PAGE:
Of course, I think the topic of whether Andrew is a troll is important, but can we talk about the other thing this guy actually said. He is quoted as saying, “If we had completely fabricated our data, that would be the only justifiable reason for retracting the study.” Holy cow! So, studies that are completely wrong, used wrong methods, had major errors in the data or had only partially fabricated data should all stay in the literature continuing to mislead the public and scientific community. What is the possible justification for that standard other than wanting to protect your own career? Maybe somebody should troll this guy.

    • Shravan says:

      I think this might depend on the field. In medicine, I can see your point of view—outright mistakes and results that didn’t turn out to be replicable or turned out to be based on an erroneous analysis might need to be retracted. In other areas, like basic research on cognition could have lots of mistakes in it (basically, a lot of the stuff in psycholinguistics for example is based on incorrect or p-hacked analyses or Type M error lucky shots that can never be replicated) but these studies can stay as part of the historical record without being retracted. Differently put, if we were to take this criterion seriously, every n-th study, where n is a low number, in psycholinguistics would probably end up retracted. What continues to annoy me about psycholinguistics is the steadfast refusal of many people to release data and code. With data available, the next researcher can show in a future publication what was wrong in the original analysis/data. If data are never released, we just have to trust that the authors got it right or didn’t do any hanky panky.

      • Steve says:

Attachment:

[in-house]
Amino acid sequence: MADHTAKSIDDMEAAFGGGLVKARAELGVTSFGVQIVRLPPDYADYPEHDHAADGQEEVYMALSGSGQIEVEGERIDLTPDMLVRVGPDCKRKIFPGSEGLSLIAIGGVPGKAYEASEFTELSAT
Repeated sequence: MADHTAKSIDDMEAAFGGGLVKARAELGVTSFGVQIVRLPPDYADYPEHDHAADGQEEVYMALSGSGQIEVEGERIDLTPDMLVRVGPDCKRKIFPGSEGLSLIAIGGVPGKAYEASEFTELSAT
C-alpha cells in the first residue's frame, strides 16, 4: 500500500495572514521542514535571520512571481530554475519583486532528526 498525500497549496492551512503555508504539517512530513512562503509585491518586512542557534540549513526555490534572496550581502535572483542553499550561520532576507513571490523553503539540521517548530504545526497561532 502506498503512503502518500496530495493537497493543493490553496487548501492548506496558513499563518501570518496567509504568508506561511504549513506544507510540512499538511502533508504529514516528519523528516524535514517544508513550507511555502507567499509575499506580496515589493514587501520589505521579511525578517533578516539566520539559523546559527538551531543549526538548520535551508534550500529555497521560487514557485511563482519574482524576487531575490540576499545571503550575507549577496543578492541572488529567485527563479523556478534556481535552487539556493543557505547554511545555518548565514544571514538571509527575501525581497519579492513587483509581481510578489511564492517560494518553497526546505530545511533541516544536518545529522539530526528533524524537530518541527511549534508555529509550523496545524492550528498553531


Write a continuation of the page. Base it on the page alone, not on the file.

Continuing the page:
To be fair, I am not saying every mistaken study should be retracted. I am only criticizing the Harvard guy’s standard that only outright fraud needs retraction. A retraction is a journal’s way of saying we should never have published this study because it never met our standards for acceptance. If outright fraud is the standard for retraction, then the standard for acceptance should be the same. Accept everything that is not fraud, which will be impossible to detect. So, the standard is accept everything. That may not be a bad thing, but then you have eliminated the whole point of peer-review.

        • Andrew Althouse says:

          Agree, I find this a bit problematic, the belief that the only grounds for retraction is fraud or misconduct. I think you put it well here, Steve: “A retraction is a journal’s way of saying we should never have published this study because it never met our standards for acceptance.”

          That includes fraud or misconduct, but it’s certainly not limited to that. As you’ve alluded, under this belief, studies that have major errors should remain published unless it can be proven that their data was outright fabricated. An additional bit of humor: several of us that have attempted to contact the authors directly to ask for their data (in the hopes that we could use it to help explain why their proposal is nonsense) have been rebuffed by them telling us that there is no data or code, but that they would be happy to have a Skype call to explain what they did. So they didn’t even save the data or syntax they were using to generate these results!